Charity found that one fifth of respondents won’t wear new clothes again despite having spent an average PS73.90 per item.
Britons are poised to spend PS2.4bn on new outfits for the Christmas party season this year – yet many items may be worn fewer than three times – a survey shows.
According to a study by environmental charity Hubbub, one fifth of respondents admitted that they wouldn’t wear the same outfit twice to different events or parties.
This charity highlights the findings as another example showing the negative environmental and financial consequences of fast or throwaway fashion amid growing concern that the industry is wasting precious resources and contributing to climate change. With consumers now bombarded with advertising for Christmas partywear, it is urging shoppers to consider second-hand clothing, swapping and even renting outfits rather than only buying brand new.
Sarah Divall is Hubbub’s project coordinator. She said that vintage and pre-loved clothing have never been more popular and will only get more so as people realize the huge environmental impact of the fashion industry. You don’t have to dress down to go green. There are many eco-friendly options available, such as clothes swaps, renting and pre-loved, and charity shops. You can look great and save money, while still protecting the environment.
The survey of 3,008 adults in the UK found that men are more likely to spend than women. And when it comes to sparkly dresses and sequins, only 24% of respondents said they knew that most contain plastic. Hubbub analyzed 169 party dresses purchased online, at high-end stores and in retail outlets. 94% of the dresses were made from plastic or plastic derivative fabrics.
This year’s damning report by the UK parliamentary committee found that the textile industry produces 1.2bn tons of CO2 per year and is responsible for large quantities of water consumption. 35% of the oceanic microplastics come from synthetic fibres found in old clothing.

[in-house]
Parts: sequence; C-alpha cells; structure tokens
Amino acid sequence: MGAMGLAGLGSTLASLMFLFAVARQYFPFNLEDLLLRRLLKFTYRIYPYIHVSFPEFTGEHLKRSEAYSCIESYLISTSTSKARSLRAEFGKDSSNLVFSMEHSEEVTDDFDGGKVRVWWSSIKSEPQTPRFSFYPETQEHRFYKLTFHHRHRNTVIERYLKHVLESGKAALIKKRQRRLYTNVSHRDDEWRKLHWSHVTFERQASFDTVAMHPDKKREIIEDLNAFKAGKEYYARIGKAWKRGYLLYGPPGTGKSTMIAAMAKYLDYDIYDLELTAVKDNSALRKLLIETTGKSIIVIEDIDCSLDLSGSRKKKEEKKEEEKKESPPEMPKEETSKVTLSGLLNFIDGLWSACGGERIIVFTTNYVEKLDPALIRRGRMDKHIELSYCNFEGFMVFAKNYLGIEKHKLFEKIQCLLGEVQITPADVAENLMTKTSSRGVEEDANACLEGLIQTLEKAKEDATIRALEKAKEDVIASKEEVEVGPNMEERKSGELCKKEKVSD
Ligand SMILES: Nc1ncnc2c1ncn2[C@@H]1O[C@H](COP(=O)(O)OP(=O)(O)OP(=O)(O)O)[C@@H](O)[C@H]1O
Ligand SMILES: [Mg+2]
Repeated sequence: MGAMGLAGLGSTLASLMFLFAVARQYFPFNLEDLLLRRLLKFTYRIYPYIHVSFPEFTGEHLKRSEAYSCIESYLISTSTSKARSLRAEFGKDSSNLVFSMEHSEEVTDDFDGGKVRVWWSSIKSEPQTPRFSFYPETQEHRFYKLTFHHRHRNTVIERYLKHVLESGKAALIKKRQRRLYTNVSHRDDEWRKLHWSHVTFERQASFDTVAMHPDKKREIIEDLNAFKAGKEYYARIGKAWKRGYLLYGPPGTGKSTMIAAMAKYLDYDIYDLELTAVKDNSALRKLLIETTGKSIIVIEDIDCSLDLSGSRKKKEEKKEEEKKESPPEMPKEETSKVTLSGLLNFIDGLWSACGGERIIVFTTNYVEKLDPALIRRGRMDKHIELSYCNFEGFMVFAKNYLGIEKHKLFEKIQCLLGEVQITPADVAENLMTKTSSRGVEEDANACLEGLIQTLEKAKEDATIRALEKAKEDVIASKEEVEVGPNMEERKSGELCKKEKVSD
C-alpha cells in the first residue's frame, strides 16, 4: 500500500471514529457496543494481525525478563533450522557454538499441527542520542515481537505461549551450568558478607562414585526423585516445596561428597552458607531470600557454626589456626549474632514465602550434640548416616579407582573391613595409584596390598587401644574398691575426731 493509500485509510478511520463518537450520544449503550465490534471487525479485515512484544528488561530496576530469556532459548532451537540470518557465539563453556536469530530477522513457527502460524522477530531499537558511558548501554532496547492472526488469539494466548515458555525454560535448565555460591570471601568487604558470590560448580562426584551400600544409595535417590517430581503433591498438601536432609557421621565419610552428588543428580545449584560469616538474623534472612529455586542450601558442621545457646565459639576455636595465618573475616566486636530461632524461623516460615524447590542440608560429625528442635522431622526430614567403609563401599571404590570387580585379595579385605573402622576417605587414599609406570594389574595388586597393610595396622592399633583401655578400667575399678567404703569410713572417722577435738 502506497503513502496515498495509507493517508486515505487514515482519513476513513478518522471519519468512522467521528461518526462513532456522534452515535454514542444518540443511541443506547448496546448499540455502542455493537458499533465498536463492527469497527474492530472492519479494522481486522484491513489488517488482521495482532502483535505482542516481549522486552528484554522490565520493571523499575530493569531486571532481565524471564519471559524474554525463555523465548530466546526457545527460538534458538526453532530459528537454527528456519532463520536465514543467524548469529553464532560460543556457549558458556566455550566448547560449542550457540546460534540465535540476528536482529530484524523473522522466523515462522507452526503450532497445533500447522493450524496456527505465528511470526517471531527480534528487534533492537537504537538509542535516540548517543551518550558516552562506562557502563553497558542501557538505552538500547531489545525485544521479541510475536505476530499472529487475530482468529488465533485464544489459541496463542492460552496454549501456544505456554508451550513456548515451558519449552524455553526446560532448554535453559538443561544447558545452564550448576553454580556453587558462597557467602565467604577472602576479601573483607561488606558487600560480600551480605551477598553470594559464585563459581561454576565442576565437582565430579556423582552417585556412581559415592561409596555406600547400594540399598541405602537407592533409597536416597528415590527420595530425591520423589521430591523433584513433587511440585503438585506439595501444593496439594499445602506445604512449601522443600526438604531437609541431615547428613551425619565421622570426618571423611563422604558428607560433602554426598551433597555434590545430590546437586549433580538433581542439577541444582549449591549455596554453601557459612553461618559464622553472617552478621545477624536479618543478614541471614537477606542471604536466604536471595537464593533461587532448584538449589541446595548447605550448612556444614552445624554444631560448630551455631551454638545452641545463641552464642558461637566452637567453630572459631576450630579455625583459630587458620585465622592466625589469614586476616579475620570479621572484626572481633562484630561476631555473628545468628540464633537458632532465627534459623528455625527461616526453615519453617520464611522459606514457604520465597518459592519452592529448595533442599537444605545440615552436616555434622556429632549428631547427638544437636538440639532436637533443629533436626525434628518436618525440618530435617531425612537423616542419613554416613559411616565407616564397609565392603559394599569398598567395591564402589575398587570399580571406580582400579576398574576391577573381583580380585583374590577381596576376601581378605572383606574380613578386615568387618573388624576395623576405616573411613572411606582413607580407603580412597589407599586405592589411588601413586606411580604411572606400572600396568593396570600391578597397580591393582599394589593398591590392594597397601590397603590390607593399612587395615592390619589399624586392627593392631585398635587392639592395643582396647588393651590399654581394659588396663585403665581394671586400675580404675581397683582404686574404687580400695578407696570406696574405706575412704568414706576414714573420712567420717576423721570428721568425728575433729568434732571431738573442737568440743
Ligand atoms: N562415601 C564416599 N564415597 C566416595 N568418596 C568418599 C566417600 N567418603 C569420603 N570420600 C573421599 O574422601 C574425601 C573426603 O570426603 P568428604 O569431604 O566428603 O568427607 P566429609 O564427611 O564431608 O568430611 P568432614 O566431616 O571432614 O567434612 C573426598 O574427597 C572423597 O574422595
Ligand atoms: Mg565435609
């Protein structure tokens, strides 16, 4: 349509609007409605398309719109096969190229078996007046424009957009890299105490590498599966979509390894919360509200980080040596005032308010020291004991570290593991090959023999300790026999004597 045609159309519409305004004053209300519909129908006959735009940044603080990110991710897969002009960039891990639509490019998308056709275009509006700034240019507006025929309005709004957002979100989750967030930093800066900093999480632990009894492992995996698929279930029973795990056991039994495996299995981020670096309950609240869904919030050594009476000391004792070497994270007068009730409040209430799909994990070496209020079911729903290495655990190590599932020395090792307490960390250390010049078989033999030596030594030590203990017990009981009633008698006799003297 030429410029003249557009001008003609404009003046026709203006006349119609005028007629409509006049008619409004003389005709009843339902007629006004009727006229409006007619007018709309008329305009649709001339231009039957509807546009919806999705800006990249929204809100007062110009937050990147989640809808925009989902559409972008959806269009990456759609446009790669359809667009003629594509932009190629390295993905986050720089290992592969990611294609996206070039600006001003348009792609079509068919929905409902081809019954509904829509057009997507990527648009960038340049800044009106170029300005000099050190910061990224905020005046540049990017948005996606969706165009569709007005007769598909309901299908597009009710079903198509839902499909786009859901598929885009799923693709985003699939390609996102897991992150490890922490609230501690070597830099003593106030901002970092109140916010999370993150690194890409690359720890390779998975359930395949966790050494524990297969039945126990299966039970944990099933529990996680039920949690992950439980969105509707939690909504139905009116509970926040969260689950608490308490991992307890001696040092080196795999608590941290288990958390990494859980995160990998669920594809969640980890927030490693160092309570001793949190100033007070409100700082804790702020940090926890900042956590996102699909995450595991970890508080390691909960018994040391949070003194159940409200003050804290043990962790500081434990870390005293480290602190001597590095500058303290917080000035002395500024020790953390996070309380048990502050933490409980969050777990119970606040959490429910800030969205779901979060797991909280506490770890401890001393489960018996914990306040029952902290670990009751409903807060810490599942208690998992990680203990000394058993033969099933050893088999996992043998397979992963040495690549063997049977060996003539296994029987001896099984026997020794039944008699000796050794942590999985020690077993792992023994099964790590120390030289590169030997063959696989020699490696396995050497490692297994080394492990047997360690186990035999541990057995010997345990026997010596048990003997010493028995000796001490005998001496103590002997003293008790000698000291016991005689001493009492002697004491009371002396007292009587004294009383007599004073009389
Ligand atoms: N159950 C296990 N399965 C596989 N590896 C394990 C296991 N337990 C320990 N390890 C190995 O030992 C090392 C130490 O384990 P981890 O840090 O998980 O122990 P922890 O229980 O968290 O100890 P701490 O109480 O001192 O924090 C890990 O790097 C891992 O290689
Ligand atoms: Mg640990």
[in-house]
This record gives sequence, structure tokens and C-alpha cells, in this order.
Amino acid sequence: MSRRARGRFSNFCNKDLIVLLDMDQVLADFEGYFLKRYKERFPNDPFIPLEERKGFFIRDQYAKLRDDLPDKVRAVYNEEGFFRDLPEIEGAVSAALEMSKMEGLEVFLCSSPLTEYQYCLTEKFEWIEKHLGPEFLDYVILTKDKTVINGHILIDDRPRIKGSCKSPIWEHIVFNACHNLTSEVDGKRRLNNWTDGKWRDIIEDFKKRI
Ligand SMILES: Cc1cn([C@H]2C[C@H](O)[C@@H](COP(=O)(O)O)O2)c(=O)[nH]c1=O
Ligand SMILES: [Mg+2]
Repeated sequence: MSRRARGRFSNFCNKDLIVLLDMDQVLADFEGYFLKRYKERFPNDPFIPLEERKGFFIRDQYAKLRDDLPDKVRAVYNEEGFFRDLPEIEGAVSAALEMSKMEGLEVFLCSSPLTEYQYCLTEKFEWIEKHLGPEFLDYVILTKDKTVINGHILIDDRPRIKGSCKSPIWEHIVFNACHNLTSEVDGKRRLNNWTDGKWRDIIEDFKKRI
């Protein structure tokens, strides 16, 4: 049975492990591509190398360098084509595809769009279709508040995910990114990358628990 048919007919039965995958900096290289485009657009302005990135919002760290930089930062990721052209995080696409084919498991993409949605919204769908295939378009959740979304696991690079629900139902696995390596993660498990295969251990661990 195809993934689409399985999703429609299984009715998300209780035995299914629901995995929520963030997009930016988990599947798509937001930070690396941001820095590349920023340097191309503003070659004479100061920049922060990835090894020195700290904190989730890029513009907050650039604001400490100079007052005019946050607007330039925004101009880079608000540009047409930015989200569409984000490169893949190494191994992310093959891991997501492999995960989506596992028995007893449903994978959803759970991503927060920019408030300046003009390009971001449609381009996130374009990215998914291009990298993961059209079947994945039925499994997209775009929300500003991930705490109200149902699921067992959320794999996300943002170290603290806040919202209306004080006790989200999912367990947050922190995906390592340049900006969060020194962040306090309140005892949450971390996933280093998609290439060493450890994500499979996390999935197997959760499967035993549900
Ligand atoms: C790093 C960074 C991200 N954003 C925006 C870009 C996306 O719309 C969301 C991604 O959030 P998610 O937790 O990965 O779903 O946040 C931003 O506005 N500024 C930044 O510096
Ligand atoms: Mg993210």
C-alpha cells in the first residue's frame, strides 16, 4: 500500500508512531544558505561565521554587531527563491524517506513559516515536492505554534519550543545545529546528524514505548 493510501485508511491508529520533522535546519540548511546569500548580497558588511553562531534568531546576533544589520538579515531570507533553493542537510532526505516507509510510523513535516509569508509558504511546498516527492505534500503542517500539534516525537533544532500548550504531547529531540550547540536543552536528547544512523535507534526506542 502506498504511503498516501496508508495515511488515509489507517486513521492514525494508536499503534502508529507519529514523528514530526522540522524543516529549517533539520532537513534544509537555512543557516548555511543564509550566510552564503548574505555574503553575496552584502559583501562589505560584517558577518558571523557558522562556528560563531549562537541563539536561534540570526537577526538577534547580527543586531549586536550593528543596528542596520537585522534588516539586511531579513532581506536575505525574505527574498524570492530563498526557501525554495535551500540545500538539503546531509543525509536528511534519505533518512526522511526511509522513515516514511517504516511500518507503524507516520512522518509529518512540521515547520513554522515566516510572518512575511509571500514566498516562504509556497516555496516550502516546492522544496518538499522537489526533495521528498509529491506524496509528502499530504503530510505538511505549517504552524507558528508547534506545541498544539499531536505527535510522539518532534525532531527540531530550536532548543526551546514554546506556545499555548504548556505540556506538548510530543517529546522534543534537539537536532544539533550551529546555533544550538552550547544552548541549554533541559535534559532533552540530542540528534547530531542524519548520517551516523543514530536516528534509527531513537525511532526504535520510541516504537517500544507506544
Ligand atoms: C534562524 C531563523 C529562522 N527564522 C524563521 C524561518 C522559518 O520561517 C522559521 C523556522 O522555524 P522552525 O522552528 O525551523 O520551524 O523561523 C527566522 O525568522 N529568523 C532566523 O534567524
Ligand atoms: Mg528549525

One glimmer of hope is the fact that younger generations (16-24 years old) are more conscious about their environment. They swap with their friends (36%), and shop at charity shops (33%), than older consumers.
Meanwhile Asos, one of the world’s largest online fashion retailers, will on Monday announce it has signed up to the Ellen MacArthur Foundation’s New Plastics Economy Global Commitment, an initiative to stop plastics becoming waste or pollution. The retailer has 20.3m customers worldwide, including 6.4m in Britain. It is working harder to make its plastic mail bags more environmentally friendly. Bags are 100% recyclable and made with 25% recycled material. This number will rise to 65% by 2022. However, the retailer is taking additional steps to eliminate any “problematic or unneeded” plastic packaging by 2025.
According to a spokesperson for British Retail Consortium, “Consumers can rest assured that clothes they purchase have, on average,” lower environmental impact. For a more circular economy, retailers are working hard to make sure that old clothes can be recycled into newer garments.